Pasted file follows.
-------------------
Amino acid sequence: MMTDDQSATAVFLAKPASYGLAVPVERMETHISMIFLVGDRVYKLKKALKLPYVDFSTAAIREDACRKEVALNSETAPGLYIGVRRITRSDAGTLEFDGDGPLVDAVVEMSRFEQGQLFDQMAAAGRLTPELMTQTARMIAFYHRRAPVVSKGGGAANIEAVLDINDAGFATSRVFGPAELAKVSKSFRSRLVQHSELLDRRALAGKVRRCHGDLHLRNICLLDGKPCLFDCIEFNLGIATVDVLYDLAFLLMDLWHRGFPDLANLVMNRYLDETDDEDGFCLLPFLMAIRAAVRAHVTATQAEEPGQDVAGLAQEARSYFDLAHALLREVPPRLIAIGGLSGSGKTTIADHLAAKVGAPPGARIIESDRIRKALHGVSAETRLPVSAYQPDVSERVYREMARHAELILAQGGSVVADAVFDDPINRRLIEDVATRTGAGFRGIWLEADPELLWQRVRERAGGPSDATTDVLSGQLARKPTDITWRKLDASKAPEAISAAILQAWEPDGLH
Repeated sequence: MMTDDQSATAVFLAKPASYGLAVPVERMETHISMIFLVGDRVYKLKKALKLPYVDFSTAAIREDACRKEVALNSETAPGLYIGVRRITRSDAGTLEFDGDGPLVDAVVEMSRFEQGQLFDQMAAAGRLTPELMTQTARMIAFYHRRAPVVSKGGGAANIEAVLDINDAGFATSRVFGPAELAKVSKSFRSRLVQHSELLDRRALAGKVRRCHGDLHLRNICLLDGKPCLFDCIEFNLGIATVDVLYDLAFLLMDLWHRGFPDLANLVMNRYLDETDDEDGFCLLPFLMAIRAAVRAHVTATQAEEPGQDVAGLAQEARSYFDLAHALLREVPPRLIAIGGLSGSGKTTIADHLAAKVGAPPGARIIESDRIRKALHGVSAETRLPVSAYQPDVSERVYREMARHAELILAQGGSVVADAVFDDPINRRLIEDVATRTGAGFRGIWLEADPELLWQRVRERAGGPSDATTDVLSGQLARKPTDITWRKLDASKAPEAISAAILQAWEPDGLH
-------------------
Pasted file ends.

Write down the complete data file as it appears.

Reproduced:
Amino acid sequence: MMTDDQSATAVFLAKPASYGLAVPVERMETHISMIFLVGDRVYKLKKALKLPYVDFSTAAIREDACRKEVALNSETAPGLYIGVRRITRSDAGTLEFDGDGPLVDAVVEMSRFEQGQLFDQMAAAGRLTPELMTQTARMIAFYHRRAPVVSKGGGAANIEAVLDINDAGFATSRVFGPAELAKVSKSFRSRLVQHSELLDRRALAGKVRRCHGDLHLRNICLLDGKPCLFDCIEFNLGIATVDVLYDLAFLLMDLWHRGFPDLANLVMNRYLDETDDEDGFCLLPFLMAIRAAVRAHVTATQAEEPGQDVAGLAQEARSYFDLAHALLREVPPRLIAIGGLSGSGKTTIADHLAAKVGAPPGARIIESDRIRKALHGVSAETRLPVSAYQPDVSERVYREMARHAELILAQGGSVVADAVFDDPINRRLIEDVATRTGAGFRGIWLEADPELLWQRVRERAGGPSDATTDVLSGQLARKPTDITWRKLDASKAPEAISAAILQAWEPDGLH
Repeated sequence: MMTDDQSATAVFLAKPASYGLAVPVERMETHISMIFLVGDRVYKLKKALKLPYVDFSTAAIREDACRKEVALNSETAPGLYIGVRRITRSDAGTLEFDGDGPLVDAVVEMSRFEQGQLFDQMAAAGRLTPELMTQTARMIAFYHRRAPVVSKGGGAANIEAVLDINDAGFATSRVFGPAELAKVSKSFRSRLVQHSELLDRRALAGKVRRCHGDLHLRNICLLDGKPCLFDCIEFNLGIATVDVLYDLAFLLMDLWHRGFPDLANLVMNRYLDETDDEDGFCLLPFLMAIRAAVRAHVTATQAEEPGQDVAGLAQEARSYFDLAHALLREVPPRLIAIGGLSGSGKTTIADHLAAKVGAPPGARIIESDRIRKALHGVSAETRLPVSAYQPDVSERVYREMARHAELILAQGGSVVADAVFDDPINRRLIEDVATRTGAGFRGIWLEADPELLWQRVRERAGGPSDATTDVLSGQLARKPTDITWRKLDASKAPEAISAAILQAWEPDGLH